Ready to win at losing?
People always seem to be talking about losing weight. Yet, as a country, we just keep getting bigger. So how can we align what we want to do with what we actually do? Here are a few tips that might help.
Create a fair timeline.
You didn't put weight on all at once, so don't expect it to come off in an instant. Doctors suggest that a safe rate of weight loss is about 1/2 to 2 pounds a week.1 Any more than that isn't healthy—or sustainable.
Don't go it alone.
If you use insulin to maintain safe blood sugar levels, you'll want to talk to your doctor about how to alter your diet and activity to lose weight safely. Manipulating your insulin won't give you the long-term results you're looking for.2
Set achievable goals.
Health experts consider a 5- or 7-percent weight reduction goal over 6 months to be a realistic starting point.1 If you need to lose more than that, break your ultimate goal into several short-term goals and tackle them one at a time. Think about how you'll get there—by keeping foods that encourage you to binge out of the house? Weighing portions? Walking to work? Put your plan in writing and keep it where you can see it.
Stay in charge.
If you find yourself in a restaurant or situation you didn't expect, remember—even the most notoriously unhealthy fast-food outlets have something reasonably healthful on the menu. And even if they hand you something super-sized, you don't have to finish it all.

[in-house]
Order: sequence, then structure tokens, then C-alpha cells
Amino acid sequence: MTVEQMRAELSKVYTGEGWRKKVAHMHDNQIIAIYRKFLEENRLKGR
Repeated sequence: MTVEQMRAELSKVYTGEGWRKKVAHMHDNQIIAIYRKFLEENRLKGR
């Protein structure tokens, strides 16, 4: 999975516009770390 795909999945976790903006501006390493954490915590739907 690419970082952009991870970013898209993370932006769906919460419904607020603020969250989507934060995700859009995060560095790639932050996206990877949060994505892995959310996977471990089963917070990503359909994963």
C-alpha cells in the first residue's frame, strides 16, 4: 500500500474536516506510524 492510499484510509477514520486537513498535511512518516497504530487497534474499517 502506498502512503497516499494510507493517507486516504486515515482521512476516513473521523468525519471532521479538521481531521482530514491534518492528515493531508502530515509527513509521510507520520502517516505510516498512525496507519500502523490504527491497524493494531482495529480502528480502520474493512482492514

Why is it so easy to forgive other people, but not ourselves? If you slip a little, skip the guilt trip. Let yourself off the hook and get right back on track toward reaching your goals.
Keep your chin up.
Come at weight management with a positive frame of mind—thinking about how good you'll feel and how your efforts are paying off. Start believing you can do it, and you're more likely to be right.
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1National Institute of Diabetes and Digestive and Kidney Diseases. Talking with patients about weight loss: tips for primary care professionals. Available at: http://www.win.niddk.nih.gov/publications/talking.htm. Accessed April 6, 2016.
2Joslin Diabetes Center. Diet strategies for women with diabetes: why some work and why some don't. Available at: http://www.joslin.org/info/diet_strategies_for_women_with_diabetes_why_s.... Accessed December 13, 2013.